Friedman asks: Are we really that tough a people? I mean really tough? If we were, we'd tax gasoline much more, build many more nuclear power plants (like France), and store waste deep in Yucca Mountain, which is totally safe -- all with the goal of causing, basically, a paradigm shift in the nation's energy policy -- one that would mean substantially less oil consumption.
Can the U.S. Seize the Higher Ground?
Doing the above will represent a move the United States has not made in a long time: seizing the higher ground, in Friedman's interpretation. Further, given projected oil consumption increases in emerging markets in the decade ahead, and given other economic development factors, he who produces oil and doesn't use much of it will be in the catbird seat: and based on current trends, it looks like Russia and Iran and other nations in the Middle East will have the higher ground. And lately, if looks like that higher ground could get even higher: oil in late December again pushed $100 per barrel.
Friedman said if he had the money from an additional $1 per gallon tax on gasoline, he'd use 45 percent of it to pay down the budget deficit, 45 percent to pay for new health care, 10 percent to cushion the burden the tax would put place on the poor and those who need to drive long distances. That's sensible. Rational. And it would represent a civilizational advance for the United States, according to my analysis.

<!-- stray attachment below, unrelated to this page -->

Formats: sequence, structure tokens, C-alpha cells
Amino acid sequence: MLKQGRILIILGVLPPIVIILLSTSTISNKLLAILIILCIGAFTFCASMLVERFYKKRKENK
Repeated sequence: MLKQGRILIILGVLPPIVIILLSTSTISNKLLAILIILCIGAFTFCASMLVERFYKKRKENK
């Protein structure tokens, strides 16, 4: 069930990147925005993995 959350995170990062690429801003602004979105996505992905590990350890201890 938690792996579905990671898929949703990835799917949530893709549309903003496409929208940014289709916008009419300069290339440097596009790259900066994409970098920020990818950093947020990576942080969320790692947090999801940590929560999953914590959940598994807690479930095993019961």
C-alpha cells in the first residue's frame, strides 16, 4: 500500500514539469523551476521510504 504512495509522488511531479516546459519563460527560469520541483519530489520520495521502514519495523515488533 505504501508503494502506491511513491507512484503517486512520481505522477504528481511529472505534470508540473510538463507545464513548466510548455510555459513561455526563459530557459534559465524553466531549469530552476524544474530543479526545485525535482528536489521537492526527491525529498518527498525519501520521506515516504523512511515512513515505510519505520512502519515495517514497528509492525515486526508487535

The Key: Energy Efficiency, and Lower Oil Consumption
To be sure, the view from here is not one that argues against U.S.-based oil drilling: more should and will occur, it's just that there's overwhelming evidence - unless tens of Americans suddenly switch to horseback -- that domestic drilling alone will not eliminate the U.S.'s imported oil bill: conservation and drilling will.
By implementing Friedman's idea, the deficit would drop substantially, the renewable energy industry would be stimulated, the dollar would strength, the environment would be cleaner, and U.S. corporations would be stronger international competitors, as a result of decreased health care costs.
Essentially, Friedman succinctly described the benefits of a mandated shift away from oil and gasoline use. One critique: Yucca Mountain is safe, but the view from here argues that a nuclear fuel reprocessing center like France's COGEMA La Hague site would represent a better option.
A gas tax is a step in the correct direction, but don't look for a gas tax increase anytime soon: with Republicans controlling the U.S. House and with the GOP having a filibuster-safe minority in the Senate, it's a non-starter in this U.S. Congress. The paradigm shift will have to wait-out one more election cycle.